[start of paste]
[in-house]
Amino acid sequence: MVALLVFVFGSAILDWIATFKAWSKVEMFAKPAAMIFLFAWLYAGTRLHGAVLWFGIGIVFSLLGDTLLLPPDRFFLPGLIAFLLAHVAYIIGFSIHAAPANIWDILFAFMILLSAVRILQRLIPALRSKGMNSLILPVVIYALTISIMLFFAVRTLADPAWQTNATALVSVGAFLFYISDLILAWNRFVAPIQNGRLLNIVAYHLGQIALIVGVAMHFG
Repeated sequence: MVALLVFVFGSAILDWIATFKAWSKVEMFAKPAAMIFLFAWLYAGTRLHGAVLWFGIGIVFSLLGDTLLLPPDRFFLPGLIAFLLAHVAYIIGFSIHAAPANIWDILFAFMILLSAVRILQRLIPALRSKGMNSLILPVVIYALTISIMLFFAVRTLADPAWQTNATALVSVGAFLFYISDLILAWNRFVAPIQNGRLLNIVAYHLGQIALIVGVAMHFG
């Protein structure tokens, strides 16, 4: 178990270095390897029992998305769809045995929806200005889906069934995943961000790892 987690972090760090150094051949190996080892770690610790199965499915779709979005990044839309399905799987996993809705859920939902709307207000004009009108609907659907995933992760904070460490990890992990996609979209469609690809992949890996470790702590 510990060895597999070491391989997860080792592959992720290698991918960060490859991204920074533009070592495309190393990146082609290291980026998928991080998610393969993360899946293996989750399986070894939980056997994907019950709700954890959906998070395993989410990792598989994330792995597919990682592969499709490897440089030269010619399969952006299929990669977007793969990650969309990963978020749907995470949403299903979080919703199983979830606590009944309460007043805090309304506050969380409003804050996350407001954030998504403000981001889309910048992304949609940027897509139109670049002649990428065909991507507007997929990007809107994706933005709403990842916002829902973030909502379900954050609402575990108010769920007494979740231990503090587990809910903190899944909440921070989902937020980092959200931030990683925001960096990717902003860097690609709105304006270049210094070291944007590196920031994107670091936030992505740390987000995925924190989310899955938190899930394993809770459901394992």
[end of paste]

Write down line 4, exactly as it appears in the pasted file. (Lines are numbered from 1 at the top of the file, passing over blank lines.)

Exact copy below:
């Protein structure tokens, strides 16, 4: 178990270095390897029992998305769809045995929806200005889906069934995943961000790892 987690972090760090150094051949190996080892770690610790199965499915779709979005990044839309399905799987996993809705859920939902709307207000004009009108609907659907995933992760904070460490990890992990996609979209469609690809992949890996470790702590 510990060895597999070491391989997860080792592959992720290698991918960060490859991204920074533009070592495309190393990146082609290291980026998928991080998610393969993360899946293996989750399986070894939980056997994907019950709700954890959906998070395993989410990792598989994330792995597919990682592969499709490897440089030269010619399969952006299929990669977007793969990650969309990963978020749907995470949403299903979080919703199983979830606590009944309460007043805090309304506050969380409003804050996350407001954030998504403000981001889309910048992304949609940027897509139109670049002649990428065909991507507007997929990007809107994706933005709403990842916002829902973030909502379900954050609402575990108010769920007494979740231990503090587990809910903190899944909440921070989902937020980092959200931030990683925001960096990717902003860097690609709105304006270049210094070291944007590196920031994107670091936030992505740390987000995925924190989310899955938190899930394993809770459901394992």